3 Poems

Bill Yarrow


Write a poem beginning with the word “bed” in which the word “horse” or “alpine” appears in the seventh line.
Write a poem in which fraternal twins each marry accountants.
Write a poem in which the last letter of the third word in every line spells out your home state.
Write a poem in which your father is a dog and you are his leash.
Write a poem constructed from four-syllable words in your favorite recipes.
Write a poem of 1000 lines in which prime numbers figure prominently.
Write a poem whose first word is also its last word, whose second word is also its eleventh word, whose forty-fifth word is also its sixth, seventeenth, and thirty-ninth word, and whose one-hundredth word is a foreign word.
Write a poem in which Christian missionaries become dry cleaners.
Write a poem whose refrain is any three consecutive lines from “Lycidas.”
Write a poem in which Cinderella is imprisoned for tax fraud.
Write a poem whose total syllables number 613.
Write a poem in which the narrator is the weather.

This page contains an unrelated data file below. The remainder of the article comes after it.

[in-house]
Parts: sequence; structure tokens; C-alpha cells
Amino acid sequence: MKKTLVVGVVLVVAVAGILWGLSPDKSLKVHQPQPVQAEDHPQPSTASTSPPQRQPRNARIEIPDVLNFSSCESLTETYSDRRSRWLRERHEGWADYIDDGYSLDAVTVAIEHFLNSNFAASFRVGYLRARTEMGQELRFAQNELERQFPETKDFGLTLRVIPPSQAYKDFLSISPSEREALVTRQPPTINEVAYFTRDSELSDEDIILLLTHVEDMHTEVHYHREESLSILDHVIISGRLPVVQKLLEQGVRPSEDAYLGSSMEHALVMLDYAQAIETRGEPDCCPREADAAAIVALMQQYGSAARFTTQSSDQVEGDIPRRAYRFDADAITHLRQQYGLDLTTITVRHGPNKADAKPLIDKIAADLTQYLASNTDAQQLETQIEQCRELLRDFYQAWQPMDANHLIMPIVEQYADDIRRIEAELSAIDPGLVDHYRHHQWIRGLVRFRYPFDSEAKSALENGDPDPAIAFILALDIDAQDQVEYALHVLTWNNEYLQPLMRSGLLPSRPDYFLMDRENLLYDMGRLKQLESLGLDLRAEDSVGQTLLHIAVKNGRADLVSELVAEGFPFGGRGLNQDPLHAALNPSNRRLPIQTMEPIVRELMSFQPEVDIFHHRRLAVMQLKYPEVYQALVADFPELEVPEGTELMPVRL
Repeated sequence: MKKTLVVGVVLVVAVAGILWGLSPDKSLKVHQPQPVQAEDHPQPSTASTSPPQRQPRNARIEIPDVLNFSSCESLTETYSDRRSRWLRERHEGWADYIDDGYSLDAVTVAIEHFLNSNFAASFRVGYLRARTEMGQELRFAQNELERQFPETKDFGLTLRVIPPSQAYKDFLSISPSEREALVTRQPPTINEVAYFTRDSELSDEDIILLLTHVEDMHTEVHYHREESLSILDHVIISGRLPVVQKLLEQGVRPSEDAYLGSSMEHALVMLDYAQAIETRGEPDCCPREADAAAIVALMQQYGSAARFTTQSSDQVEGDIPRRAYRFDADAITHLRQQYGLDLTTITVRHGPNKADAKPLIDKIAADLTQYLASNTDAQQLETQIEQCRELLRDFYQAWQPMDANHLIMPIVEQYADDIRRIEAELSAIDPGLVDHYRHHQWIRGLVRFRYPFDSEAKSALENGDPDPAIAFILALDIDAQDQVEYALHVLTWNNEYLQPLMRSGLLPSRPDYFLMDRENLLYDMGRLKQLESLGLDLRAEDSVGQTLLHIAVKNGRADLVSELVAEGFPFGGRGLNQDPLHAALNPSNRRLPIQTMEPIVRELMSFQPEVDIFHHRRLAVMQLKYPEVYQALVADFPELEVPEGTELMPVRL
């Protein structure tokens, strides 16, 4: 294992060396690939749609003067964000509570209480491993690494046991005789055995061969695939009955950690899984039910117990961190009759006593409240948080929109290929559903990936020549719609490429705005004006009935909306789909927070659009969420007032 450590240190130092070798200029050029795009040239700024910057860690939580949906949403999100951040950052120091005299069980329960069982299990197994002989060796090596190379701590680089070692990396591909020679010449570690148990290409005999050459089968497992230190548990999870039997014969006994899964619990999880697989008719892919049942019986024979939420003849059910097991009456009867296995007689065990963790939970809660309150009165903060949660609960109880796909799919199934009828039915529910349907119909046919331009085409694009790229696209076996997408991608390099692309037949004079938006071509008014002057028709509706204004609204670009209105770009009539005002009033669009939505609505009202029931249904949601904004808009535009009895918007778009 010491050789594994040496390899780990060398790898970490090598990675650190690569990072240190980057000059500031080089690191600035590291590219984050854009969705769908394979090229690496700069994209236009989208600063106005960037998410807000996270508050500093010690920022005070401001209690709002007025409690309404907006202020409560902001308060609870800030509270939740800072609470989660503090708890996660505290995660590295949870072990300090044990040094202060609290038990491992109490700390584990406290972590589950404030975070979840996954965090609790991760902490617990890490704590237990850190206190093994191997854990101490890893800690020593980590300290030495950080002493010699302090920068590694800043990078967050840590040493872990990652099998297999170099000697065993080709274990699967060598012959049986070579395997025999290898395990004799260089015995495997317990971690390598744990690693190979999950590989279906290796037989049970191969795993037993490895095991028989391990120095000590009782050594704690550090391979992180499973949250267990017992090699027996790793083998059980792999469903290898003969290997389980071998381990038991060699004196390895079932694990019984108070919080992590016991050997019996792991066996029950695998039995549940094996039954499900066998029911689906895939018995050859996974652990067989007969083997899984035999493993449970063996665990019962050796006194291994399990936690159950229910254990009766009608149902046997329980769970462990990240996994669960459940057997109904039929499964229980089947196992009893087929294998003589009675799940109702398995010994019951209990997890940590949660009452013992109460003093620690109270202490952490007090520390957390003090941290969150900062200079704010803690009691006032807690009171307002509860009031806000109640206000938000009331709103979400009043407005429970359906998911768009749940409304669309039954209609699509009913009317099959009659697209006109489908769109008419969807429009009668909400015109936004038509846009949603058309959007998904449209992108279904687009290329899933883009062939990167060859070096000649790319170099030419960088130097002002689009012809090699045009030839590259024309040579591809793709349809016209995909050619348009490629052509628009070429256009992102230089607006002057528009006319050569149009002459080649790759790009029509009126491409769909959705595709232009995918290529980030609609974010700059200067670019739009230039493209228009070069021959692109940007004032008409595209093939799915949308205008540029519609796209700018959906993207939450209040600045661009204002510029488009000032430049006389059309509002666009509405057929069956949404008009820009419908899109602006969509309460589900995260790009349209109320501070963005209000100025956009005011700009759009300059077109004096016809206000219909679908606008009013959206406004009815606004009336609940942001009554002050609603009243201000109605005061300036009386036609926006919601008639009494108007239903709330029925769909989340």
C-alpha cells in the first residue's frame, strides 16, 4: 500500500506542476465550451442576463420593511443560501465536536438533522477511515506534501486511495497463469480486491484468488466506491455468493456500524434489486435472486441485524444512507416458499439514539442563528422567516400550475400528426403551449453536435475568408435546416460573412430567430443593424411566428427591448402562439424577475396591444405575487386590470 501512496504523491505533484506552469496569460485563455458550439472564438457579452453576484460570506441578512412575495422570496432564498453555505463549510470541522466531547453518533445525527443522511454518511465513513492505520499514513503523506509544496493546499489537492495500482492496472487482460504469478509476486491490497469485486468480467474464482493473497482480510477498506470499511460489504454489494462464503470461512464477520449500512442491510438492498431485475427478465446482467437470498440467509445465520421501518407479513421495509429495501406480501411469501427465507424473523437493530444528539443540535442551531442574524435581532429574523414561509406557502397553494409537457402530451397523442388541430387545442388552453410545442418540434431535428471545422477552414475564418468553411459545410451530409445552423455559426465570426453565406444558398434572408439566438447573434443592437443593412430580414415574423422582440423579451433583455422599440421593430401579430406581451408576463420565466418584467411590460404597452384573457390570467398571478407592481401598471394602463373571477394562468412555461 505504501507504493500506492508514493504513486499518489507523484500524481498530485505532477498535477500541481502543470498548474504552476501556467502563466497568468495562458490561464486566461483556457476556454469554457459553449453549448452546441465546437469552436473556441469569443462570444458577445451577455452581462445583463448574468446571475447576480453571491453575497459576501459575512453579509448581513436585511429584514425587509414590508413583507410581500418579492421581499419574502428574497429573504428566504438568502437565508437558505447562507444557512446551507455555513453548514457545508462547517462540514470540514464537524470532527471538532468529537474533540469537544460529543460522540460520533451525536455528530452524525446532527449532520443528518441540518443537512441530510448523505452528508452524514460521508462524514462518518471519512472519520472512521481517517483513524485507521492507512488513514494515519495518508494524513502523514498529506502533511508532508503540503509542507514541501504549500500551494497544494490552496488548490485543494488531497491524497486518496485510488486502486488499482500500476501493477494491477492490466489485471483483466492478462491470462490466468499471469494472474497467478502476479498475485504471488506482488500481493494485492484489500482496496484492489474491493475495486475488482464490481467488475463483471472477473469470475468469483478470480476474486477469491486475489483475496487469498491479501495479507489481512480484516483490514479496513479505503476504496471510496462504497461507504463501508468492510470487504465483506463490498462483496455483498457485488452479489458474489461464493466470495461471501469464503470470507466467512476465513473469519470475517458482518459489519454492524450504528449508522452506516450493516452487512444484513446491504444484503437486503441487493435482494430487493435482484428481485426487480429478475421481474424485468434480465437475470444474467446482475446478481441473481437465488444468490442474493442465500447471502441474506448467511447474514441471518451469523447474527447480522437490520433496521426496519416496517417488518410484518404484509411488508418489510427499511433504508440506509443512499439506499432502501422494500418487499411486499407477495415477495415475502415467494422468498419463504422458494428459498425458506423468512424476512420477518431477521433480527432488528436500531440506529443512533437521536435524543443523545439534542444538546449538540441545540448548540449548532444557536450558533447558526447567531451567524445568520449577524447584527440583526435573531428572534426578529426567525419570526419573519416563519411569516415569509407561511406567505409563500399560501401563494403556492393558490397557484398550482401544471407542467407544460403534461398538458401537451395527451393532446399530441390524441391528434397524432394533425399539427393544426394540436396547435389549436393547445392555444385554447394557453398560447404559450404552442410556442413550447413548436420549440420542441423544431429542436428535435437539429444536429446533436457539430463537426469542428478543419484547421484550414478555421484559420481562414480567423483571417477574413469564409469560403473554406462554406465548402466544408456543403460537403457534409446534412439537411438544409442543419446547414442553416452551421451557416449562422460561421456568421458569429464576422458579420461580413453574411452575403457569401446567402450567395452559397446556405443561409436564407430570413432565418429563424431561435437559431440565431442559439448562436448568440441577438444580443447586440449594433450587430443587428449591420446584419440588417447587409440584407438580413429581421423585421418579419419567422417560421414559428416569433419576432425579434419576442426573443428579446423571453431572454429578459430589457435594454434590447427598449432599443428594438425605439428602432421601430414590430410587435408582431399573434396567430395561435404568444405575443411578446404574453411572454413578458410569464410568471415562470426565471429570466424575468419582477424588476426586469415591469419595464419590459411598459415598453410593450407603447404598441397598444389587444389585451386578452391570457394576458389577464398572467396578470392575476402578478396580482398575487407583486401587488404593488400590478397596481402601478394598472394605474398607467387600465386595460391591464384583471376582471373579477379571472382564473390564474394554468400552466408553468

Write a poem in which the spirit of your dead cat tells you what to write your poem about.
Write a poem that does not contain the color red.


It was quiet in the hall. Marilyn was trying to comb the cat.
There are certain tricks one must not play at night.
I dropped Penny’s keychain off the bluff into the ladies’ lot.
I still had a pocketful of bones and my party hat. Gregorio
howled when I punched him in the arm for fooling around
with the new electricity in the basement. Beware the wan
ghosts. It was a trial to try to figure who was going to pay
for what. I felt like I had been up since the breech birth of Infinity.
In the museum next door, velvet mules hung from giant hooks.
I would give Hanna a trough of jewels, I decided. That was
the only way. If the rain would just hold off! In the desolation,
I could make out the fiddler, the fish truck, blackened Louise,
and doe-eyed Joe making a play for the jelly skeleton babe.


I felt my muscles darken.
I feared the melanoma in my soul.
Tormented by gnats of conscience,
I didn’t know where to turn. I took
out a dirty map of Vigo Beach.

I thought you loved me. You said so
once. But your eyes. Did they say
so too? I grabbed a half gallon
of vinegar and some nylon twine
and headed down to Vigo Beach.

I watched the waves rehearse
the agony of crashing. I smelled
the crushed shells of the horseshoe
crabs. I waited for you at the bistro
on the boardwalk in Vigo Beach.

You need a beach and perhaps
the sea’s release. I need the tide.
Stay with me! Together, we’ll live